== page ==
Well­ness Arti­cles

Baby Walk­ers May Slow Devel­op­ment

A report pub­lished in the Octo­ber 1999 issue of the Jour­nal of Devel­op­men­tal and Behav­ioral Pedi­atrics states that baby walk­ers can not only slow phys­i­cal devel­op­ment but can also slow men­tal devel­op­ment as well. These results came out of a study of 109 chil­dren by two researchers, Siegel and Burton.

The researchers reported that the devices blocked the chil­dren from see­ing their legs thus block­ing the feed­back needed for devel­op­ment of these impor­tant motor skills. With­out see­ing their legs the chil­dren devel­oped more slowly. In addi­tion the researchers reported that chil­dren who crawl are stim­u­lated by objects in their envi­ron­ment while chil­dren in walk­ers were lim­ited in their exploring.

The 109 babies were stud­ied as three groups. One group did not use walk­ers at all. One group used newer walk­ers with trays that the child could not see through, and one group used older walk­ers with smaller trays mak­ing it eas­ier for the child to see their feet.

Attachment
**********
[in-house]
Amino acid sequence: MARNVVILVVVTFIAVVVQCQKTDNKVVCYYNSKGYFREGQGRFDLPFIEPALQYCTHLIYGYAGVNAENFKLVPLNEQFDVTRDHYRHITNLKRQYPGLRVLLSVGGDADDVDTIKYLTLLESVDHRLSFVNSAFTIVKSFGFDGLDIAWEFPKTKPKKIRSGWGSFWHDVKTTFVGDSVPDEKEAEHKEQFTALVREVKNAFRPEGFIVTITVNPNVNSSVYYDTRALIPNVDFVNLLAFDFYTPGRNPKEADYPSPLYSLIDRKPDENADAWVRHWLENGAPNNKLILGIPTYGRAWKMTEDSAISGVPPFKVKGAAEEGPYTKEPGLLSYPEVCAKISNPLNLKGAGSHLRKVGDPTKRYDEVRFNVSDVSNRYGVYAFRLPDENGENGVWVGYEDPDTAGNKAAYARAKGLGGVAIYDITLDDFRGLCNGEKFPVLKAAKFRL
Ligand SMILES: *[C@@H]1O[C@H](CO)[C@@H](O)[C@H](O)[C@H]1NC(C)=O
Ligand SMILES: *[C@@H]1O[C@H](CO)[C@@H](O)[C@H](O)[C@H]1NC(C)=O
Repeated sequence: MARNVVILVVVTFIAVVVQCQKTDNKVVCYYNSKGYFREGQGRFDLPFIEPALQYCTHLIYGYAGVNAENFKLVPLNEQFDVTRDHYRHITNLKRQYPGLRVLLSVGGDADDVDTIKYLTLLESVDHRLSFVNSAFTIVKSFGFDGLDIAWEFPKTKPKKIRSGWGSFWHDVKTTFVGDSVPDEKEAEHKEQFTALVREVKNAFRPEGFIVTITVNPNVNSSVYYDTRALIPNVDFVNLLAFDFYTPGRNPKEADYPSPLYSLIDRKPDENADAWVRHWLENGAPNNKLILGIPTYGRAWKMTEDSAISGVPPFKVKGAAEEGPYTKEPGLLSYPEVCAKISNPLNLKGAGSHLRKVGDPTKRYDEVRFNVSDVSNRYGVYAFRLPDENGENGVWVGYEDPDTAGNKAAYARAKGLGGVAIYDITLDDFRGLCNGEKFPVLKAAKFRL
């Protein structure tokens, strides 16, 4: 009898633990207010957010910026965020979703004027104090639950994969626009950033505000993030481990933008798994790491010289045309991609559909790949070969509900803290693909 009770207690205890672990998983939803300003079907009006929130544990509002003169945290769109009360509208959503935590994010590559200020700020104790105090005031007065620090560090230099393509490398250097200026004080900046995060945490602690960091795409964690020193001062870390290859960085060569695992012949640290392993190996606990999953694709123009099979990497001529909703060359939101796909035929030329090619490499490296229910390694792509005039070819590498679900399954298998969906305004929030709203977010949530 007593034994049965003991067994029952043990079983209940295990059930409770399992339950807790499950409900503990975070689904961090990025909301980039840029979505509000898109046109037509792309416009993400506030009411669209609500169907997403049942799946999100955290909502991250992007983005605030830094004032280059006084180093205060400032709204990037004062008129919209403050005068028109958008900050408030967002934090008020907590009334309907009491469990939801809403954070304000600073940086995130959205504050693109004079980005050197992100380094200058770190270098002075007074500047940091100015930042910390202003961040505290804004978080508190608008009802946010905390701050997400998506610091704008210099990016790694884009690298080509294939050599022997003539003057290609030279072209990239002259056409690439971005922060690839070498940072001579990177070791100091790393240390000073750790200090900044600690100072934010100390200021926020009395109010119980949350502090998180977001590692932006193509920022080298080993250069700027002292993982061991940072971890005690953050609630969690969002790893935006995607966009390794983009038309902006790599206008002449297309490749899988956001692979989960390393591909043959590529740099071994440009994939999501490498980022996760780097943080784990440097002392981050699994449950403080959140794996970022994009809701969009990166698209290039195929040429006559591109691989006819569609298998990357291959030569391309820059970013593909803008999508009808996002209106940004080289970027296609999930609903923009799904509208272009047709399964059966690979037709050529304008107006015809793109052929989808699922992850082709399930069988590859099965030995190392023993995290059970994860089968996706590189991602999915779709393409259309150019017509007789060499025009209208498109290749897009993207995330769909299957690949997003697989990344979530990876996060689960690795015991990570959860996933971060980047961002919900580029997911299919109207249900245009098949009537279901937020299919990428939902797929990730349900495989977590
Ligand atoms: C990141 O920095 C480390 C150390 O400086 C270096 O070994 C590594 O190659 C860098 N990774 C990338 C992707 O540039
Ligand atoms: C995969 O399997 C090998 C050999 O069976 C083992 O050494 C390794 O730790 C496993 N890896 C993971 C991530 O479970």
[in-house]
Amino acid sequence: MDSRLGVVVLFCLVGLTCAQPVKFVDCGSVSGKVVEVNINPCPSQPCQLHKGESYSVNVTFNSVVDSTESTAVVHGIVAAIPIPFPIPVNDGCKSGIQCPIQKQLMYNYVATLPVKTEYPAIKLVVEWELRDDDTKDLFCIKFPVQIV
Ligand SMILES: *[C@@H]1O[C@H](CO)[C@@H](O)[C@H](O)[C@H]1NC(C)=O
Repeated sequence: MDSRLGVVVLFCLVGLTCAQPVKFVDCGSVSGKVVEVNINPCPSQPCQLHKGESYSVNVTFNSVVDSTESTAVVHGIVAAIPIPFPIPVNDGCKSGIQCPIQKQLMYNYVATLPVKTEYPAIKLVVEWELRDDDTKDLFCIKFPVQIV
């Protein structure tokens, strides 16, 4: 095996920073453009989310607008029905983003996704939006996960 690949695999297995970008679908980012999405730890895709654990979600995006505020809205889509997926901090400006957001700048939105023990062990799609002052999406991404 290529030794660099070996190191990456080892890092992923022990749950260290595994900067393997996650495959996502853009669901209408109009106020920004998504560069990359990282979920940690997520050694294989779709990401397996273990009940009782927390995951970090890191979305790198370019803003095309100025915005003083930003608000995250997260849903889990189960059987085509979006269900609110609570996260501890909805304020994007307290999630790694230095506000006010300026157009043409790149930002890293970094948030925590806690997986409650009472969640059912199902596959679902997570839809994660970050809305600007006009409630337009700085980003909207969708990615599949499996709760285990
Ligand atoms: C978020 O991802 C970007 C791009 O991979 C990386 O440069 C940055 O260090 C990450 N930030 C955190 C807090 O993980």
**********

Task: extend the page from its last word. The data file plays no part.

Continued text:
The results were that on aver­age chil­dren who did not use walk­ers could sit up at 5.39 months, crawl at 5.84 months and walk at 10.82 months. Babies with the see feet walk­ers, could sit up at 5.99 months, crawl at 6.23 months and walk at 10.70 months. Those babies that were in walk­ers and could not see their feet could sit up at 6.73 months, crawl at 6.68 months and walk at 11.66 months.

Ran­dom Article

Sev­eral pub­li­ca­tions have started expos­ing a pre­vi­ously unknown tac­tic by drug com­pa­nies to pro­mote their prod­ucts. In the July 23, 2002 issue

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